No long-standing Nationals fan could watch Tuesday night’s game against the Tampa Bay Rays – one in which Washington Manager Davey Johnson asked the umpires to check the glove of Tampa reliever Joel Peralta, where they discovered pine tar – and not think back to the night of June 14, 2005. That night in Anaheim, Calif., then-Nationals manager Frank Robinson did exactly as Johnson did Tuesday: As soon as Angels reliever Brendan Donnelly entered the game, Robinson asked that his glove be checked. And as soon as umpire Tim Tschida – amazingly, the same crew chief who worked Tuesday night’s game – discovered pine tar on the glove, he tossed Donnelly, leading to a dugouts-clearing fracas that defined the early part of the Nationals’ debut season in Washington.
“This one was a lot calmer,” Tshida said Tuesday. “The managers both kept their cool. The one in Anaheim, I had to separate [Angels Manager Mike] Scioscia and Frank Robinson.”
So much happened that night, and so much of it mirrors the events of Tuesday – with an incredible wrinkle, which we’ll get to later, thrown in.
In 2005, the connection between Washington and Anaheim was Nationals outfielder Jose Guillen, a character who could accurately and generously be described as volatile. The Nationals acquired Guillen in an offseason trade with Anaheim. Scioscia had suspended Guillen for the latter part of the 2004 season, even with the Angels in a pennant race, because Guillen had thrown the last of a string of tantrums when Scioscia lifted him for a pinch runner.
Prior to his return to Anaheim, Guillen downplayed his animosity with the Angels. But before the series, he told Robinson about Donnelly’s habit of concealing pine tar on his glove to make his pitches break more dramatically. In the seventh inning of the second game of that series, the Angels led the first-place Nationals 3-1, and Scioscia brought on Donnelly to relieve starter Ervin Santana. Donnelly was to face pinch hitter Carlos Baerga. (Man, those were the days.)
So here came Robinson. As they did Tuesday night, the umpires inspected the glove. As they did Tuesday night, they ejected the reliever, in this case, Donnelly. The difference: When Scioscia heard the decision, he confronted Robinson. Mayhem ensued.
“He walked over to me and angrily said to me, ‘Every one of your pitchers that come into the game, I’m going to have them undressed,’” Robinson said the next day. “And that’s what I took exception to, because I thought and I felt like he was off base.”
Robinson, who was 69 at the time – precisely Johnson’s age now – went toe-to-toe with Scioscia. Guillen had to be restrained by teammates. And just as Rays Manager Joe Maddon countered by having Tschida check the glove and hat of Nationals reliever Ryan Mattheus, Scioscia responded by asking the same of then-Nationals reliever Gary Majewski.
All of this was exciting enough on the field, particularly because Guillen responded by hitting a laser-like home run off Angels reliever Scot Shields to tie the game, and the Nationals won 6-3 after Junior Spivey (oh, man, I’m getting misty-eyed again) drove in a run with an infield single. The victory gave the Nationals a two-game lead in the N.L. East.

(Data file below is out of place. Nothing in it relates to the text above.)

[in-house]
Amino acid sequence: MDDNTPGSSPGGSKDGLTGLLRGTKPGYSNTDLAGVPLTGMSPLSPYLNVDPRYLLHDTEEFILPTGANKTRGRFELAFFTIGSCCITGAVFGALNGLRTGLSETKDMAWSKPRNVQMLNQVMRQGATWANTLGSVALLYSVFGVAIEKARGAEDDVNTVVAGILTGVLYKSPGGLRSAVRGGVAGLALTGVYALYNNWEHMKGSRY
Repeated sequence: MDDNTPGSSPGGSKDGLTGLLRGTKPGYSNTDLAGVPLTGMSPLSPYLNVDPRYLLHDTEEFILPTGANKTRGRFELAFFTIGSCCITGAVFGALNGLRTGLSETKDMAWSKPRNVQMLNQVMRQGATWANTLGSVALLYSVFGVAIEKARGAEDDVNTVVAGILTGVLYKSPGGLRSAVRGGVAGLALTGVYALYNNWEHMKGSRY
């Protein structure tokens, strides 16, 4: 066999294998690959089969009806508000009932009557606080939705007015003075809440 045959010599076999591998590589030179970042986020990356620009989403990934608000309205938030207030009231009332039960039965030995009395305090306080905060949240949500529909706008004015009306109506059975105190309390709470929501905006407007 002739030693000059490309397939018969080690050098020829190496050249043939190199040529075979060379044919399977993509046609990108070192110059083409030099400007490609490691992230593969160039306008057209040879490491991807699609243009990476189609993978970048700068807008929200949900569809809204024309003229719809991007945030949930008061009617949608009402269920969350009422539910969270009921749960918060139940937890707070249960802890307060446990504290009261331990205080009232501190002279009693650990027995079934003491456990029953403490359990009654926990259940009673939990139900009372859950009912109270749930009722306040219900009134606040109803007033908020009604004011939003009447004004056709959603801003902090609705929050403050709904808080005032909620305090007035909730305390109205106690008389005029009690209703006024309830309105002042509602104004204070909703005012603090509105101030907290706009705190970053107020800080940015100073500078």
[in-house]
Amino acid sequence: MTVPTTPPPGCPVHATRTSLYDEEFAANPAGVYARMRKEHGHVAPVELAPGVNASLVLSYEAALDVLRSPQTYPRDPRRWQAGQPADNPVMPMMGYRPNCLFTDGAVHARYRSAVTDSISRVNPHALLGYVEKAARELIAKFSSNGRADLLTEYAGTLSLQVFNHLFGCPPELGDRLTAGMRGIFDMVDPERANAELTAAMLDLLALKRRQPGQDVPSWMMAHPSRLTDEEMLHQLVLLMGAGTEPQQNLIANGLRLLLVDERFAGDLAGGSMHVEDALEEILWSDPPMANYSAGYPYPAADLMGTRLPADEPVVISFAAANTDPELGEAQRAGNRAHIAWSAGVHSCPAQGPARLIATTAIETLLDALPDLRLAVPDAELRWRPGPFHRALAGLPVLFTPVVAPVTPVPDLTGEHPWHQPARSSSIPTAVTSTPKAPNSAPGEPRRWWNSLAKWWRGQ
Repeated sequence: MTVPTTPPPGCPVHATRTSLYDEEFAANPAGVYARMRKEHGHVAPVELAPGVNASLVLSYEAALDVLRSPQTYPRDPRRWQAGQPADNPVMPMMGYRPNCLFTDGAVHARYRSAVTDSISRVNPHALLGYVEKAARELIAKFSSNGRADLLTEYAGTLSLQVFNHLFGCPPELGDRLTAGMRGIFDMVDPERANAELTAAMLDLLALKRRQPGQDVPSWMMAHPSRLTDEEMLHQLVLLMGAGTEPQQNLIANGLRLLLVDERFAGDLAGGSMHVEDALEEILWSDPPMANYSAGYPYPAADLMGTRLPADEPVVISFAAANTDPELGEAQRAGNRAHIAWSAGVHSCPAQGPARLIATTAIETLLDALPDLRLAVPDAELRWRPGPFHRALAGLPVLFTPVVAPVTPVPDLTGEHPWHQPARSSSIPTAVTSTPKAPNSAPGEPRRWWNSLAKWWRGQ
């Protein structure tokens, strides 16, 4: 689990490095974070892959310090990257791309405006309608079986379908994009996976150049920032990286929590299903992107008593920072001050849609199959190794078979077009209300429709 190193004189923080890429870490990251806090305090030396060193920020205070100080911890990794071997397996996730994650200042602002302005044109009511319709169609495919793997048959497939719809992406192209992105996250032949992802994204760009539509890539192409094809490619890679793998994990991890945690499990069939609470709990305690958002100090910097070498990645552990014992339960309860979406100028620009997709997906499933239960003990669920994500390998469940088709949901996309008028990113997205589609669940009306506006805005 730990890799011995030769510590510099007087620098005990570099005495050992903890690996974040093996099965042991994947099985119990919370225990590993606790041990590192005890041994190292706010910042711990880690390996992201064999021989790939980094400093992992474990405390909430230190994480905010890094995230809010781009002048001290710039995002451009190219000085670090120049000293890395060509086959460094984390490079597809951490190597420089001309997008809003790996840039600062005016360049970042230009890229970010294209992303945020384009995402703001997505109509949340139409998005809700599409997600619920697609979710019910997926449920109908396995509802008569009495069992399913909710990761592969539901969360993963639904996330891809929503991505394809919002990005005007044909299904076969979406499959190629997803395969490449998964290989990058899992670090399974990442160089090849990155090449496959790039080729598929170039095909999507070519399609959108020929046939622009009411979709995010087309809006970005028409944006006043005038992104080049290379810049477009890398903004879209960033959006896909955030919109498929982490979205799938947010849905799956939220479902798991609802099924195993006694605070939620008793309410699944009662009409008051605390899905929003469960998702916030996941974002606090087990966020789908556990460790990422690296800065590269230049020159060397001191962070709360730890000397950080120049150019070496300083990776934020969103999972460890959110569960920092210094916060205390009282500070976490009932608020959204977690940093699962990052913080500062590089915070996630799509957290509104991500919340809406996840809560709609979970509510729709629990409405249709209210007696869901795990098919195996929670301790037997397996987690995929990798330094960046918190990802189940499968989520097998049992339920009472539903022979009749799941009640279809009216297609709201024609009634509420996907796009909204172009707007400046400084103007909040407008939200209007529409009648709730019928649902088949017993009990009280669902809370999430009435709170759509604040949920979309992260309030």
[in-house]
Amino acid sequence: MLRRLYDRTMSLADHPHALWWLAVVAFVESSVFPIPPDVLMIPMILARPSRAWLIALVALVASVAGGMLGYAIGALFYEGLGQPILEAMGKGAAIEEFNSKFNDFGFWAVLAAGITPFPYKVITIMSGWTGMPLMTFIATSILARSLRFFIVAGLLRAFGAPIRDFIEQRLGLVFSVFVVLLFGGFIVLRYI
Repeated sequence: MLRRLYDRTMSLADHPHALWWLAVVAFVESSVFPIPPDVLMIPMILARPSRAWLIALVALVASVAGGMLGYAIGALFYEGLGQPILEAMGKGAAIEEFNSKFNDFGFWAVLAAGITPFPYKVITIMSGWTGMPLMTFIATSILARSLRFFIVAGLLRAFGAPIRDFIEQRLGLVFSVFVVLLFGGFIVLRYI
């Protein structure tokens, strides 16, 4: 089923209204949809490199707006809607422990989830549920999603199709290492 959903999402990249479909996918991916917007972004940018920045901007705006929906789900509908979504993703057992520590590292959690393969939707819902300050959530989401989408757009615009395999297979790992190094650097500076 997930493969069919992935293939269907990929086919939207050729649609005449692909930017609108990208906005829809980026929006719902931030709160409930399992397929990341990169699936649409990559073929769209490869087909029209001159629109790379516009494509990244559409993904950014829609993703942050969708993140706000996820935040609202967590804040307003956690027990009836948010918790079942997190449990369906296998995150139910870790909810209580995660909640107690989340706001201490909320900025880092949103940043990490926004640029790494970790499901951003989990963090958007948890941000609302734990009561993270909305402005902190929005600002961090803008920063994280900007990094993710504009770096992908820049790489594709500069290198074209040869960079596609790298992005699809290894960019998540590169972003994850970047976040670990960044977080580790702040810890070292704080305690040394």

But remember what happened afterward, and continued the next day (when, if you recall, Ryan Drese made his debut for Washington with eight shutout innings, and Chad Cordero loaded the bases in the ninth but worked out of it anyway to seal a 1-0 win)?
Here’s Robinson, on whether he would get past the incident with Scioscia:
“Right now, I don’t’ feel like getting past it,” he said in the dugout before the series finale. “… As far as forgiveness and stuff, I don’t feel like it right now. I’m not that type of person. You step on my toe, it hurts for a while; and I’m not going to forgive you for stepping on my toe until maybe it stops hurting. Then I might think about it.”
Robinson, a Hall of Famer as a player (and a teammate of Johnson’s in Baltimore), took particular exception to what he thought was Scioscia’s attempt to intimidate him.
“Let me tell you this: If people let me intimidate them, then I’ll intimidate them,” Robinson said. “But I wasn’t going to let him intimidate me. I am the intimidator.”
Well, then. Robinson and Scioscia were each suspended for one game.
That leaves two more matters, one Nationals fans will surely remember, another they likely won’t. First, Guillen. He was fairly calm in postgame interviews the night of the incident (when he and Robinson both concocted a story that the coaching staff had picked up on Donnelly’s habit from watching video (and I won’t even get into how laughable that explanation is, given how little video that coaching staff watched)). But the next night, when asked about Scioscia, Guillen couldn’t hold back.
“I don’t got truly no respect for him anymore because I’m still hurt from what happened last year,” Guillen said. “I don’t want to make all these comments, but Mike Scioscia, to me, is like a piece of garbage. I don’t really care. I don’t care if I get in trouble. He can go to hell. We’ve got to move on. I don’t got no respect for him.”
(I still have the tape of this interview. I will always have the tape of this interview.)
“I want to beat this team so bad,” Guillen continued. “I can never get over about what happened last year. It’s something I’m never going to forget. Any time I play that team, Mike Scioscia’s managing, it’s always going to be personal to me.”
It actually became personal between Guillen and Donnelly, and the two exchanged words when they moved on – when Donnelly was pitching for Boston and Guillen hitting for Seattle, for instance. But the last little wrinkle to this whole story, tying Tuesday night to seven years ago?
The final reliever for the Angels that night, going two-thirds of an inning without allowing a hit but walking a batter: Joel Peralta.
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